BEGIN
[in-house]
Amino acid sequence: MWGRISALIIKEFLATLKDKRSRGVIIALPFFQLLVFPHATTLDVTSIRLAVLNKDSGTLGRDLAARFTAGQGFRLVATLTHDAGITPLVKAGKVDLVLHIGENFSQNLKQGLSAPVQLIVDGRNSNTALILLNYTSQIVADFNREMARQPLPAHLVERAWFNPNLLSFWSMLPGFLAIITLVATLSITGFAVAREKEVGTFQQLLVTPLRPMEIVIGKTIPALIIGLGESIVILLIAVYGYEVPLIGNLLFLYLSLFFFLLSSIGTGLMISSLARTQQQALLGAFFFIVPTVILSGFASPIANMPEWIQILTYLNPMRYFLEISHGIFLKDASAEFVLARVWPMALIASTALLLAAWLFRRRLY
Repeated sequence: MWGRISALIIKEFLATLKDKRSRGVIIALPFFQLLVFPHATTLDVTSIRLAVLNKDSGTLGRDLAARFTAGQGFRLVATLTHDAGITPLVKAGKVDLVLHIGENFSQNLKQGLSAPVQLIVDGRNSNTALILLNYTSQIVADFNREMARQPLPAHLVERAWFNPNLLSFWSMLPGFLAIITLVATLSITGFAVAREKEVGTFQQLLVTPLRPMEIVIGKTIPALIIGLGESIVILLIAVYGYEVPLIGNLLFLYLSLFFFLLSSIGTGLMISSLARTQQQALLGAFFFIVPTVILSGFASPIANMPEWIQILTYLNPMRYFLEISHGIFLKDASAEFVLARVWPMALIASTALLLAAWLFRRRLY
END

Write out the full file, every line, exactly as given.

[in-house]
Amino acid sequence: MWGRISALIIKEFLATLKDKRSRGVIIALPFFQLLVFPHATTLDVTSIRLAVLNKDSGTLGRDLAARFTAGQGFRLVATLTHDAGITPLVKAGKVDLVLHIGENFSQNLKQGLSAPVQLIVDGRNSNTALILLNYTSQIVADFNREMARQPLPAHLVERAWFNPNLLSFWSMLPGFLAIITLVATLSITGFAVAREKEVGTFQQLLVTPLRPMEIVIGKTIPALIIGLGESIVILLIAVYGYEVPLIGNLLFLYLSLFFFLLSSIGTGLMISSLARTQQQALLGAFFFIVPTVILSGFASPIANMPEWIQILTYLNPMRYFLEISHGIFLKDASAEFVLARVWPMALIASTALLLAAWLFRRRLY
Repeated sequence: MWGRISALIIKEFLATLKDKRSRGVIIALPFFQLLVFPHATTLDVTSIRLAVLNKDSGTLGRDLAARFTAGQGFRLVATLTHDAGITPLVKAGKVDLVLHIGENFSQNLKQGLSAPVQLIVDGRNSNTALILLNYTSQIVADFNREMARQPLPAHLVERAWFNPNLLSFWSMLPGFLAIITLVATLSITGFAVAREKEVGTFQQLLVTPLRPMEIVIGKTIPALIIGLGESIVILLIAVYGYEVPLIGNLLFLYLSLFFFLLSSIGTGLMISSLARTQQQALLGAFFFIVPTVILSGFASPIANMPEWIQILTYLNPMRYFLEISHGIFLKDASAEFVLARVWPMALIASTALLLAAWLFRRRLY